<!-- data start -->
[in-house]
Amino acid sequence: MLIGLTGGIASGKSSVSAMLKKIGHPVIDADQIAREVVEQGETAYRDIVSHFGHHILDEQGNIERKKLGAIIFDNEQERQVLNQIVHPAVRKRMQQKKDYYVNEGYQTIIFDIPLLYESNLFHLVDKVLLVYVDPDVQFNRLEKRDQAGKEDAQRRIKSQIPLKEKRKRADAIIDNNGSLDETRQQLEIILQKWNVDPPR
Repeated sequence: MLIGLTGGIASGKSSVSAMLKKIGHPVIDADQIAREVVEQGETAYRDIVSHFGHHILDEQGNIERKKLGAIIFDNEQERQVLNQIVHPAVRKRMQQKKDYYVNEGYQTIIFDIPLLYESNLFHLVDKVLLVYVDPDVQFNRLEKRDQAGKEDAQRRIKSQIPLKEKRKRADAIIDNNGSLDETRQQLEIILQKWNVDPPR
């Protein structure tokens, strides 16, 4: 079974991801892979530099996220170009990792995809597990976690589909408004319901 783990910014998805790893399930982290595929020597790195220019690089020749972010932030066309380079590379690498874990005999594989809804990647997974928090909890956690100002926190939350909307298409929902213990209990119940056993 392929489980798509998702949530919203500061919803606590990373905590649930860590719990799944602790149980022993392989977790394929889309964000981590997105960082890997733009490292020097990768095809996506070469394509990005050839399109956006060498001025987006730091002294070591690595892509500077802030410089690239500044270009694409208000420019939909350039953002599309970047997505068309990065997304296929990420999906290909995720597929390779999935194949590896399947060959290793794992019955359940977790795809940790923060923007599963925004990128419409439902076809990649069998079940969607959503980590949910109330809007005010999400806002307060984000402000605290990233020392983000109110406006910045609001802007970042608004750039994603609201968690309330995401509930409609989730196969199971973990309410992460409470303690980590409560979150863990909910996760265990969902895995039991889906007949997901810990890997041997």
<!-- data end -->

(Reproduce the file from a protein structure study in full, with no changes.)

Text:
[in-house]
Amino acid sequence: MLIGLTGGIASGKSSVSAMLKKIGHPVIDADQIAREVVEQGETAYRDIVSHFGHHILDEQGNIERKKLGAIIFDNEQERQVLNQIVHPAVRKRMQQKKDYYVNEGYQTIIFDIPLLYESNLFHLVDKVLLVYVDPDVQFNRLEKRDQAGKEDAQRRIKSQIPLKEKRKRADAIIDNNGSLDETRQQLEIILQKWNVDPPR
Repeated sequence: MLIGLTGGIASGKSSVSAMLKKIGHPVIDADQIAREVVEQGETAYRDIVSHFGHHILDEQGNIERKKLGAIIFDNEQERQVLNQIVHPAVRKRMQQKKDYYVNEGYQTIIFDIPLLYESNLFHLVDKVLLVYVDPDVQFNRLEKRDQAGKEDAQRRIKSQIPLKEKRKRADAIIDNNGSLDETRQQLEIILQKWNVDPPR
């Protein structure tokens, strides 16, 4: 079974991801892979530099996220170009990792995809597990976690589909408004319901 783990910014998805790893399930982290595929020597790195220019690089020749972010932030066309380079590379690498874990005999594989809804990647997974928090909890956690100002926190939350909307298409929902213990209990119940056993 392929489980798509998702949530919203500061919803606590990373905590649930860590719990799944602790149980022993392989977790394929889309964000981590997105960082890997733009490292020097990768095809996506070469394509990005050839399109956006060498001025987006730091002294070591690595892509500077802030410089690239500044270009694409208000420019939909350039953002599309970047997505068309990065997304296929990420999906290909995720597929390779999935194949590896399947060959290793794992019955359940977790795809940790923060923007599963925004990128419409439902076809990649069998079940969607959503980590949910109330809007005010999400806002307060984000402000605290990233020392983000109110406006910045609001802007970042608004750039994603609201968690309330995401509930409609989730196969199971973990309410992460409470303690980590409560979150863990909910996760265990969902895995039991889906007949997901810990890997041997």